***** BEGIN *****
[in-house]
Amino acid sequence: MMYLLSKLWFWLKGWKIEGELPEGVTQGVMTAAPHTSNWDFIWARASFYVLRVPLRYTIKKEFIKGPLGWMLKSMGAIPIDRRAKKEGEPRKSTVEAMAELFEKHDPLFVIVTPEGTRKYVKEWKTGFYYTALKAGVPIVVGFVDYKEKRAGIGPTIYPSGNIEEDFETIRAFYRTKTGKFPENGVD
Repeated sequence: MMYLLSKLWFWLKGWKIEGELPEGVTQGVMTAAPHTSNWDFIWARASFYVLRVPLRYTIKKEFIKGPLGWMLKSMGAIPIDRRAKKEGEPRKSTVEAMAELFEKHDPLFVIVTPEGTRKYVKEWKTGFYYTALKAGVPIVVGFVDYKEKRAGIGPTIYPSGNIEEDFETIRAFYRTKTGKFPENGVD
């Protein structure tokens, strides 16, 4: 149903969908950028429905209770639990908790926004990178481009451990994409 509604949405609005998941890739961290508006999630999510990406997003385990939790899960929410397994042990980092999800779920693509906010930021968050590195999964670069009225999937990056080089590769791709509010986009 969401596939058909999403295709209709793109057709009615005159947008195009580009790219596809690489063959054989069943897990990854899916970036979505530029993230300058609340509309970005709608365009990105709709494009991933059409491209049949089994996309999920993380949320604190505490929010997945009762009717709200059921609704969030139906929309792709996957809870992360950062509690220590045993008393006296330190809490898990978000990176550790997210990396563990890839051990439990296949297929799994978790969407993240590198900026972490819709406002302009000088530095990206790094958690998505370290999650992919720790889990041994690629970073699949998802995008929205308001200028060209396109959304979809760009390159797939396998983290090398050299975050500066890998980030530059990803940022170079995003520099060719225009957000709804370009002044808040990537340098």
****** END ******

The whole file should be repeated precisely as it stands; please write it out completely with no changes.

[in-house]
Amino acid sequence: MMYLLSKLWFWLKGWKIEGELPEGVTQGVMTAAPHTSNWDFIWARASFYVLRVPLRYTIKKEFIKGPLGWMLKSMGAIPIDRRAKKEGEPRKSTVEAMAELFEKHDPLFVIVTPEGTRKYVKEWKTGFYYTALKAGVPIVVGFVDYKEKRAGIGPTIYPSGNIEEDFETIRAFYRTKTGKFPENGVD
Repeated sequence: MMYLLSKLWFWLKGWKIEGELPEGVTQGVMTAAPHTSNWDFIWARASFYVLRVPLRYTIKKEFIKGPLGWMLKSMGAIPIDRRAKKEGEPRKSTVEAMAELFEKHDPLFVIVTPEGTRKYVKEWKTGFYYTALKAGVPIVVGFVDYKEKRAGIGPTIYPSGNIEEDFETIRAFYRTKTGKFPENGVD
């Protein structure tokens, strides 16, 4: 149903969908950028429905209770639990908790926004990178481009451990994409 509604949405609005998941890739961290508006999630999510990406997003385990939790899960929410397994042990980092999800779920693509906010930021968050590195999964670069009225999937990056080089590769791709509010986009 969401596939058909999403295709209709793109057709009615005159947008195009580009790219596809690489063959054989069943897990990854899916970036979505530029993230300058609340509309970005709608365009990105709709494009991933059409491209049949089994996309999920993380949320604190505490929010997945009762009717709200059921609704969030139906929309792709996957809870992360950062509690220590045993008393006296330190809490898990978000990176550790997210990396563990890839051990439990296949297929799994978790969407993240590198900026972490819709406002302009000088530095990206790094958690998505370290999650992919720790889990041994690629970073699949998802995008929205308001200028060209396109959304979809760009390159797939396998983290090398050299975050500066890998980030530059990803940022170079995003520099060719225009957000709804370009002044808040990537340098």